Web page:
When we set out to travel, one of our goals was to make sure that we thoroughly enjoy each place we visited. We clearly have the time and saving gas is a major bonus as well. We were recently in Zion for four days and while that sounds short, I think we did it justice. Let’s recap:
Day 1 (Tues, Oct 3): Hike Observation Point (7 miles, 2645 ft gain)
What a way to introduce yourself to Zion. This 8 mile hike brings you to the highest point in Zion, overlooking the main canyon in the park. One interesting note, the hike looked down upon Angel’s Landing, the most popular hike in Zion. We wanted to do it but it was closed for restoration. However, after hiking Observation Point, we believe we got a better view than the one provided at Angel’s Landing.
Day 2 (Wed, Oct 4): Climb “Led by Sheep” (4-pitch, 5.6, 800′)
This was a fun one. The ascent to get to the climb was interesting: we had to toe-step our way up large slabs of rock that were most decidedly angled down. Gravity would not have been kind if we slipped. Thankfully, we didn’t and our calves got one hell of a workout. That was the hardest part of the whole day. Once we got to the climb, it was an upward walk in the park with a stunning summit at the end. According to a guide who summited after us, it’s one of *the* best views in the whole park. Win. The rappel down was SUPER fun as well. It was a two-rope rappel, meaning each rappel was about 60M or almost 200ft in length.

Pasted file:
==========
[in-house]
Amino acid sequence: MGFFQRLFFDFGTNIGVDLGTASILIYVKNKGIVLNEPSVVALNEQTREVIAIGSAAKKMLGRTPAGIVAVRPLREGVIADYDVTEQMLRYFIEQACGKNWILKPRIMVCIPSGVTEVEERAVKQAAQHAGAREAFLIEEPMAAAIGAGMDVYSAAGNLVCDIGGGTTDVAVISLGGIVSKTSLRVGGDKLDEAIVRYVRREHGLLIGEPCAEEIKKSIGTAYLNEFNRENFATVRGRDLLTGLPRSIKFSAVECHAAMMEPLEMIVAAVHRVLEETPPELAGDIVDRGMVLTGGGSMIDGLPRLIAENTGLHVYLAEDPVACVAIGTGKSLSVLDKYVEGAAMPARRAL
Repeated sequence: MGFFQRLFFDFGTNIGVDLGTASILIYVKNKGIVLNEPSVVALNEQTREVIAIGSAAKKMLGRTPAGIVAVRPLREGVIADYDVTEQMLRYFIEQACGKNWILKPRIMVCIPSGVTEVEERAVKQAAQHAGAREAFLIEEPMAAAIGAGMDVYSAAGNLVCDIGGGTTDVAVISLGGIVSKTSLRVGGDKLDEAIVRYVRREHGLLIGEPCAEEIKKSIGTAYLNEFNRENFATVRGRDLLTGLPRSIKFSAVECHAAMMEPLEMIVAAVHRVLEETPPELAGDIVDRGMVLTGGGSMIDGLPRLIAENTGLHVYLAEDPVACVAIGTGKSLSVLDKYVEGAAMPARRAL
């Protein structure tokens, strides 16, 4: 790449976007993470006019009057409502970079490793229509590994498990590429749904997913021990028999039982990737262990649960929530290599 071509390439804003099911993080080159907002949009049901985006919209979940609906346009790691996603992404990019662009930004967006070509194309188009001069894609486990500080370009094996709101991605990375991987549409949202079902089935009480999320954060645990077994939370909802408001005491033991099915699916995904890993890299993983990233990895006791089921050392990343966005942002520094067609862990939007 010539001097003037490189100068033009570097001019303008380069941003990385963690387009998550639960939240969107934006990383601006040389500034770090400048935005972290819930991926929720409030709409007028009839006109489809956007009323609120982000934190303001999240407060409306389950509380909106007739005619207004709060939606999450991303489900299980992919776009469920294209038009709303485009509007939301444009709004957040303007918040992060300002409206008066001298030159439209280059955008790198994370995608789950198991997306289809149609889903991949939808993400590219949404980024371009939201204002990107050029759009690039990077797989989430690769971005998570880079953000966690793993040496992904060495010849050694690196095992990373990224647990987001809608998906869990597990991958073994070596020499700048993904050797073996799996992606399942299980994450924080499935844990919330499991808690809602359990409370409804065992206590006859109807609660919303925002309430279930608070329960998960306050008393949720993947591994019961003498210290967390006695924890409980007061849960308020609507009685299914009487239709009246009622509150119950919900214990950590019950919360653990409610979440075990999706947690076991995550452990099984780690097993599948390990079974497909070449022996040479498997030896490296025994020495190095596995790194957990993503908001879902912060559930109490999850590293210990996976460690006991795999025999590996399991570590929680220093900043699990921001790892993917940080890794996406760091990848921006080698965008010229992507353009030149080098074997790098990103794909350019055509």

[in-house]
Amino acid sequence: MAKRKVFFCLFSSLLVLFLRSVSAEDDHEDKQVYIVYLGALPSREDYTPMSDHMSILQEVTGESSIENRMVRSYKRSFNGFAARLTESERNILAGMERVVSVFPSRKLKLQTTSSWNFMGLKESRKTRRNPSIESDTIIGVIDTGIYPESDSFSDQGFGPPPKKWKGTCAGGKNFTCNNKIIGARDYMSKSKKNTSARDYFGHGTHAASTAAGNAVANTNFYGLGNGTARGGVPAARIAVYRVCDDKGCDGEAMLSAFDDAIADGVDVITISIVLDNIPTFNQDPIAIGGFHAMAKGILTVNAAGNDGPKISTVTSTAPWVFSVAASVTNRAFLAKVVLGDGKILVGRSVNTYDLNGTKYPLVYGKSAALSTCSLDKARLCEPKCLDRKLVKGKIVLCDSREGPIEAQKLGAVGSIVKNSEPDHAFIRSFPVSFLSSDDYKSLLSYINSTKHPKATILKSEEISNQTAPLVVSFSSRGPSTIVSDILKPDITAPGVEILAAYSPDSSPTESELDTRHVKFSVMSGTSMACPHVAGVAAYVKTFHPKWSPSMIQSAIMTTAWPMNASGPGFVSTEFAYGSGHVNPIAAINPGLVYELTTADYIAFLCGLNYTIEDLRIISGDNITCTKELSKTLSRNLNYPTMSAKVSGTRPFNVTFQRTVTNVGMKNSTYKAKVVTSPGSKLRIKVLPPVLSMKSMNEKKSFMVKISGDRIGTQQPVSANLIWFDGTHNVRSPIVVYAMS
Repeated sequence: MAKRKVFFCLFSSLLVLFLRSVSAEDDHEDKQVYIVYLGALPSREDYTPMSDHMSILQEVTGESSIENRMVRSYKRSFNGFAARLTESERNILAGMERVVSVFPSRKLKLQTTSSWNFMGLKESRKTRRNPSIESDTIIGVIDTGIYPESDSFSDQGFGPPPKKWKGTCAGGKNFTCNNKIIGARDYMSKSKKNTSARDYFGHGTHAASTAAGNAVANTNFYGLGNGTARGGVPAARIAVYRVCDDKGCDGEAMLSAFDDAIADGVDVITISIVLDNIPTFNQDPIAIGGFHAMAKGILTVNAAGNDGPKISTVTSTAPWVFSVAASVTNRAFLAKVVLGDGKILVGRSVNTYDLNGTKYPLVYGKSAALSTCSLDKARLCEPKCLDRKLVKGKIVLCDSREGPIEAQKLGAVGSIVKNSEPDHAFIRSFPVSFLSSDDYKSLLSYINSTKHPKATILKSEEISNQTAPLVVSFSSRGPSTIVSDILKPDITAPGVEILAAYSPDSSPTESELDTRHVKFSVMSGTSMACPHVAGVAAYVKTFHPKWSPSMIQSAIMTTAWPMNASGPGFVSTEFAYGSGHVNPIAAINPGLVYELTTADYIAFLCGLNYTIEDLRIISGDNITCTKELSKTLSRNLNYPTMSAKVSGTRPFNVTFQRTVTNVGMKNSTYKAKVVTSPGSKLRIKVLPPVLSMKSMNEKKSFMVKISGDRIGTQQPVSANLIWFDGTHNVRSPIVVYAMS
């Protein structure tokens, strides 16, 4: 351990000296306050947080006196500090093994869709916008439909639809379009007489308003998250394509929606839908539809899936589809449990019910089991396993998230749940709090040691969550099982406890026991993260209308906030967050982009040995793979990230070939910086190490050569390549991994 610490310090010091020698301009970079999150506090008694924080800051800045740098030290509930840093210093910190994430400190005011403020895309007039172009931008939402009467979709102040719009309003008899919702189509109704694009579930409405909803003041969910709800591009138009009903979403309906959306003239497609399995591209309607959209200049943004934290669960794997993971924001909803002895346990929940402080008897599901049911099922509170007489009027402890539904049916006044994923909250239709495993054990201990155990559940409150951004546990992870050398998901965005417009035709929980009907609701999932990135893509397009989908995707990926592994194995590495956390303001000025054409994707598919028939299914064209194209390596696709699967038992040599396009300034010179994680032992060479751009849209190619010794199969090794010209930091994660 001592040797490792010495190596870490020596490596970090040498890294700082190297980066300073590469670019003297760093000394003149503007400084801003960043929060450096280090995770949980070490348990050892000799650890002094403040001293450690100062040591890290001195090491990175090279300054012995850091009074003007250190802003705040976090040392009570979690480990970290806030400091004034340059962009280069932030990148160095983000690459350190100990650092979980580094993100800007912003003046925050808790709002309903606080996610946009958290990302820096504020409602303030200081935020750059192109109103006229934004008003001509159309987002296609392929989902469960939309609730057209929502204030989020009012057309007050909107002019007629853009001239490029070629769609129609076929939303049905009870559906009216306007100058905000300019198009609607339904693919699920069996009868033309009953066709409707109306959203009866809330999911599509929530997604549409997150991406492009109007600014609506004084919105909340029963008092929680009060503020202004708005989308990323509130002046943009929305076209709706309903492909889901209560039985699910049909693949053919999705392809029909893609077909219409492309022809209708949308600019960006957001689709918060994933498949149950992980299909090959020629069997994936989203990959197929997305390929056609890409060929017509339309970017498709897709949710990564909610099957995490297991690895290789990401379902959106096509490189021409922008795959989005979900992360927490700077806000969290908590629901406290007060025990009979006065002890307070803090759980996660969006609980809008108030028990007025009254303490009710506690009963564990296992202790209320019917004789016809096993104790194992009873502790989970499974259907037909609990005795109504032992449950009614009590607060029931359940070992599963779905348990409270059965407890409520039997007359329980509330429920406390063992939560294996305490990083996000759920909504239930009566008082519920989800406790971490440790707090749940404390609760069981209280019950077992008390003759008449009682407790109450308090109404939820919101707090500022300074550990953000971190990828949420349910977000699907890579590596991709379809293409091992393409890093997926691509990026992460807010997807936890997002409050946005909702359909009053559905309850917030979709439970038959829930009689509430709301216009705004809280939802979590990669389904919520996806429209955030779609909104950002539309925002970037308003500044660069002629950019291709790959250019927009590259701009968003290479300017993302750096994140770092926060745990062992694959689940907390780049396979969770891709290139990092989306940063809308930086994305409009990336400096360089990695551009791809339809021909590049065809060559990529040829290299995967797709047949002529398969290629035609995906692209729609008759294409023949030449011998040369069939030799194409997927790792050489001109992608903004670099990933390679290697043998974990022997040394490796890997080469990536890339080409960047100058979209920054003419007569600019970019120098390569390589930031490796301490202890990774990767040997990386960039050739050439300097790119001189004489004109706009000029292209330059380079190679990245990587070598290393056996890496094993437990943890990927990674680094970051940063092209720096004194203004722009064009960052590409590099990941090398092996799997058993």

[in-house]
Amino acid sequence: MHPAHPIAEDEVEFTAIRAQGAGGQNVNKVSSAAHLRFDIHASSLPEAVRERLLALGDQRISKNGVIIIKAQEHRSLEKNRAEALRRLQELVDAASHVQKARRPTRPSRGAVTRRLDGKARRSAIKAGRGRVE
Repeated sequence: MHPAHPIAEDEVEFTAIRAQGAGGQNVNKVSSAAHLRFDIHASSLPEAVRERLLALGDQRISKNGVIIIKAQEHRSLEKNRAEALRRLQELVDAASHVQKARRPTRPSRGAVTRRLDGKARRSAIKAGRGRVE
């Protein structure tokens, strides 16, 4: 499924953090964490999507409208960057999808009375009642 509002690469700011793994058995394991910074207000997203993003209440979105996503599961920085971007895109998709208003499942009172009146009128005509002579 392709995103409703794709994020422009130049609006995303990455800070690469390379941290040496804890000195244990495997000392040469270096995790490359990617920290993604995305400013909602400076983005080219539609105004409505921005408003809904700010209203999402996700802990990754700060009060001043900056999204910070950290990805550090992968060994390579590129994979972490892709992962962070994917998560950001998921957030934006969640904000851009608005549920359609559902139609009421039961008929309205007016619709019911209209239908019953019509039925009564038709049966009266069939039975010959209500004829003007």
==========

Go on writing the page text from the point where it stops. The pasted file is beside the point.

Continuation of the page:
Day 3 (Thur, Oct 5): Hike Hidden Canyon (4.5 miles, 1130 ft gain) and Weeping Rock (1 mile, 175 ft gain). Visit the History Museum.
This is what Colin calls a “rest day”. While I disagree, it was lighter than our previous days. We did the more touristy items and were actually surprised with some of the drop-offs Hidden Canyon had to offer.
Day 4 (Fri, Oct 6): Hike The Narrows (10 miles, 380 ft gain)
This hike is going on my all-time favorites list. What an unbelievable, breathtaking hike. We set out early to avoid tourists (as if we aren’t one). While it made for an early morning, it was worth it ten fold. There were many times when it felt like we were the only ones in the canyon. That’s my kind of hike. About half of the hike involved treading through water. Most of the time, the water was just below our knees but every now and then, it would come up to the belly button. Thankfully, our rented gear (for a steep price) was solid. We had neoprene socks and booties along with dry pants and each bit of it made getting into the water fun, not freezing (this is KEY for my happiness factor). While there was hardly any gain on this hike, it was still one heck of a workout. It felt like the longest water aerobics class ever with a few boulder scrambles to boot. The last 1-2 miles back to the Zion shuttle felt like an eternity, mainly because we were walking through throngs of tourists, but also because our legs were just gassed.